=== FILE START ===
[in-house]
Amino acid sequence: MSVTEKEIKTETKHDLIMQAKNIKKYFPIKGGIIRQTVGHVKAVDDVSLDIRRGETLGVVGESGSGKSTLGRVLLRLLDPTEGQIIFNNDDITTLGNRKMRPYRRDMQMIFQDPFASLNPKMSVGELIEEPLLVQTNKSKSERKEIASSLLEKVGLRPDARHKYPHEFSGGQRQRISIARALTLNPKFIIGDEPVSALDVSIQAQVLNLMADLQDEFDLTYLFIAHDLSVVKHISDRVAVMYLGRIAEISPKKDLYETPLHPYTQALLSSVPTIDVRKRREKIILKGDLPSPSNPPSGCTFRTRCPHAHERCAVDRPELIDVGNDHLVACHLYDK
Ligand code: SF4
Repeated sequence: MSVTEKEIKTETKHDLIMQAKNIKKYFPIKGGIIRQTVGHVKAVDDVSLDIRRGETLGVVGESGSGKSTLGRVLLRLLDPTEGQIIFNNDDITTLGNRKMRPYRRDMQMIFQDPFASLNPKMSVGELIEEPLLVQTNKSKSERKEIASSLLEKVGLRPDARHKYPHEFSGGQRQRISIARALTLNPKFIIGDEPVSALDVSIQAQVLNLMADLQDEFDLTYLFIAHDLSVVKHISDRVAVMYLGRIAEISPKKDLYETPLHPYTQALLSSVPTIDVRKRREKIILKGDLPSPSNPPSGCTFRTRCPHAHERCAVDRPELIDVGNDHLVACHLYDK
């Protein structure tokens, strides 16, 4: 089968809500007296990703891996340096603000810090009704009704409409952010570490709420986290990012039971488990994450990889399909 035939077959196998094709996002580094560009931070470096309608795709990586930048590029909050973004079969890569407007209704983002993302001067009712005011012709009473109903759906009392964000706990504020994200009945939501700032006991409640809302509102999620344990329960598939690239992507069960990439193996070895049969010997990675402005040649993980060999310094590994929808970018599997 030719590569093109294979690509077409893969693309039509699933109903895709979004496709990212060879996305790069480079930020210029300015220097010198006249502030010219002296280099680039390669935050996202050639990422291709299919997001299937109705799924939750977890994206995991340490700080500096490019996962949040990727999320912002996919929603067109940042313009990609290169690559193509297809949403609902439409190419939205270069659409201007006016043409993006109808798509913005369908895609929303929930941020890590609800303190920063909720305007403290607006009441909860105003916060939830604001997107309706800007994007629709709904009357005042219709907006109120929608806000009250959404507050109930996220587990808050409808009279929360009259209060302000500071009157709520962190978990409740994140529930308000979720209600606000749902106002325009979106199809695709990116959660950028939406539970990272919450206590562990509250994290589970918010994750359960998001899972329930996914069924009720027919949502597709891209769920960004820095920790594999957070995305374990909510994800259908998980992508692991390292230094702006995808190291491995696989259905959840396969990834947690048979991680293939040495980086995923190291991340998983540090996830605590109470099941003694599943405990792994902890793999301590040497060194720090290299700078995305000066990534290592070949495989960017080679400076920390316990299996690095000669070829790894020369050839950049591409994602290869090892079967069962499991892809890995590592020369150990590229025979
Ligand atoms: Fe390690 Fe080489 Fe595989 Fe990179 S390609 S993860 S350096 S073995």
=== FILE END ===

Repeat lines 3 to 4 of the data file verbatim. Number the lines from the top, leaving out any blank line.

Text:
Ligand code: SF4
Repeated sequence: MSVTEKEIKTETKHDLIMQAKNIKKYFPIKGGIIRQTVGHVKAVDDVSLDIRRGETLGVVGESGSGKSTLGRVLLRLLDPTEGQIIFNNDDITTLGNRKMRPYRRDMQMIFQDPFASLNPKMSVGELIEEPLLVQTNKSKSERKEIASSLLEKVGLRPDARHKYPHEFSGGQRQRISIARALTLNPKFIIGDEPVSALDVSIQAQVLNLMADLQDEFDLTYLFIAHDLSVVKHISDRVAVMYLGRIAEISPKKDLYETPLHPYTQALLSSVPTIDVRKRREKIILKGDLPSPSNPPSGCTFRTRCPHAHERCAVDRPELIDVGNDHLVACHLYDK